Like Bridget Jones is used as the thermometer to measure one's level of loneliness, the word "sorority" is tossed around as an indicator of solidarity amongst women in groups numbering greater than one. Romy and Michelle, meet Sarah and Michele.
In the New York Times's "Noticed" column, Liesl Schillinger has noticed that during a Minnesota rally, the wingnut "Wonder Twins" Sarah Palin and Michele Bachmann "adopted a tone that any woman who has ever endured a sorority rush will recognize: aggressive, cheerful, empowered conformity, hostile to idiosyncrasy."
And Schillinger is right — there is something about those women on the dais, something that's weirdly akin to life in the Greek system. In this version, Palin and Bachmann, shiny brunettes with sparkly teeth, are rush chairs conducting aggressive in-house promotion, such that the Tea Party sisterhood is ready to face the rest of America and sell their organization to a country full of potential rushees: Rush the Tea Party! The Tea Party girls are the coolest girls on campus! The Tea Party gets invited to the best parties with the cutest boys! Pledge the Tea Party, and have an everlasting bond with Tea Partiers everywhere!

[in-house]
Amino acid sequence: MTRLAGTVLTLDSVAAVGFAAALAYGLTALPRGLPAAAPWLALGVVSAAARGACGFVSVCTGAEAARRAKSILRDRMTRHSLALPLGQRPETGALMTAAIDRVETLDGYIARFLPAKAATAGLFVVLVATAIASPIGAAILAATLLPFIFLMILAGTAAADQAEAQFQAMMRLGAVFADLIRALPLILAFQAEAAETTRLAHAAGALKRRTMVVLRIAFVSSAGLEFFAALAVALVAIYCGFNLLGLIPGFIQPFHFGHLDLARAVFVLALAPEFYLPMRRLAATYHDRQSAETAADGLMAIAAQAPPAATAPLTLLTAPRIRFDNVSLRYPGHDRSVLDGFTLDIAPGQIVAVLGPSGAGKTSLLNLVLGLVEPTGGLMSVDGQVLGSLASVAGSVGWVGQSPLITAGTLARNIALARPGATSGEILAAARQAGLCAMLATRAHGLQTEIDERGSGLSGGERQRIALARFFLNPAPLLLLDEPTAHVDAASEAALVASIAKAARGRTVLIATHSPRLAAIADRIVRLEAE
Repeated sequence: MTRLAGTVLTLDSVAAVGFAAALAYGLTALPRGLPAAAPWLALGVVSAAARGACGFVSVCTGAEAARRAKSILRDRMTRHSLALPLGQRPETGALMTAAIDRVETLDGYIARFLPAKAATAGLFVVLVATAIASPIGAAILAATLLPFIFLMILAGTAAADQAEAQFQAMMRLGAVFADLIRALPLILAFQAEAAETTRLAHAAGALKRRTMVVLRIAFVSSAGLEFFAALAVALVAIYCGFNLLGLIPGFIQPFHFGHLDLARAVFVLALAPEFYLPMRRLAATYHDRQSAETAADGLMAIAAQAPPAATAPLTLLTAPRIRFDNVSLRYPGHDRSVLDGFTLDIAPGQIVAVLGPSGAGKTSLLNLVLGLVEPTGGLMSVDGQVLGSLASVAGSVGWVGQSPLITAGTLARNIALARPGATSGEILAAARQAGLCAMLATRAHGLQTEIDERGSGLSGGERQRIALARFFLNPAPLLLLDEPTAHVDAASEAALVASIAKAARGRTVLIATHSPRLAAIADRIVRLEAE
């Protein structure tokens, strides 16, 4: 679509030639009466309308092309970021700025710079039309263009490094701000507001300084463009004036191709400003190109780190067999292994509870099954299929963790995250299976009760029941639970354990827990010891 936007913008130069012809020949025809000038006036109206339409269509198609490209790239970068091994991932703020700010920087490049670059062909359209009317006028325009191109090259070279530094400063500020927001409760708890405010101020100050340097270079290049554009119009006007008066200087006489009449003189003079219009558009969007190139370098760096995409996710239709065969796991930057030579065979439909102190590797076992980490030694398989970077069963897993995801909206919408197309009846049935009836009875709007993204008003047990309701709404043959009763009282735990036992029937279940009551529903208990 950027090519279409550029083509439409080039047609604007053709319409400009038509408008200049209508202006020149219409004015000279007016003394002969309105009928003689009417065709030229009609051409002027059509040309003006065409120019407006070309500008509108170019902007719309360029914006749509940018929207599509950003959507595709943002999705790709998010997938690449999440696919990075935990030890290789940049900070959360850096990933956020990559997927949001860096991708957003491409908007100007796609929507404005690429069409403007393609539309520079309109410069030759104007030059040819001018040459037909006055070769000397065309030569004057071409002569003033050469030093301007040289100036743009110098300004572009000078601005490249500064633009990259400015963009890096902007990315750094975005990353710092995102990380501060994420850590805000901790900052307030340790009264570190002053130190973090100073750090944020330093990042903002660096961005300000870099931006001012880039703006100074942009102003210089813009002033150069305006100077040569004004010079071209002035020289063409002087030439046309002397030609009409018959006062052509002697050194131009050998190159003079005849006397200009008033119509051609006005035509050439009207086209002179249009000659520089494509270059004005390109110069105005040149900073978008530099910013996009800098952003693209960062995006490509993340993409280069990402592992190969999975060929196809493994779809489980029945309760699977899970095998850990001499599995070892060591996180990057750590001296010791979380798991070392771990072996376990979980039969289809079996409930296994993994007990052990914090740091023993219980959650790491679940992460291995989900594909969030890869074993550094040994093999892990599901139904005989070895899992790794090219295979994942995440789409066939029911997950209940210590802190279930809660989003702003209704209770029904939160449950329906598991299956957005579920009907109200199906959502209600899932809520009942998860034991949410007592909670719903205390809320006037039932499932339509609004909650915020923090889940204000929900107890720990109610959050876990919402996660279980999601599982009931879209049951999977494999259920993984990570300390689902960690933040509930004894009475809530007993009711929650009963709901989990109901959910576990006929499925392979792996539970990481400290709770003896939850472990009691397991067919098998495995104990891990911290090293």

Another thing Schillinger notices is that Palin and Bachmann, along with Nancy Pelosi, are part of another exclusive sorority: The Sisterhood of Lady Politicians Who Have Birthed Five Children. She writes, "Whatever forces may be at play, taking a look at present dynamics, any American woman with long-range political ambitions might do well to also look to her nursery." This is a comment that has rubbed some folks the wrong way, though I'm pretty sure Schillinger is being playful here (it is a "Noticed" column, after all, a space in the paper that tends to be reserved for noticing random stuff and coincidences like, hey, these three powerful women all have five kids, which is not to say that it's even more remarkable that other powerful women don't have five kids). Either way, it's one hell of a hazing before anyone gets into that sorority.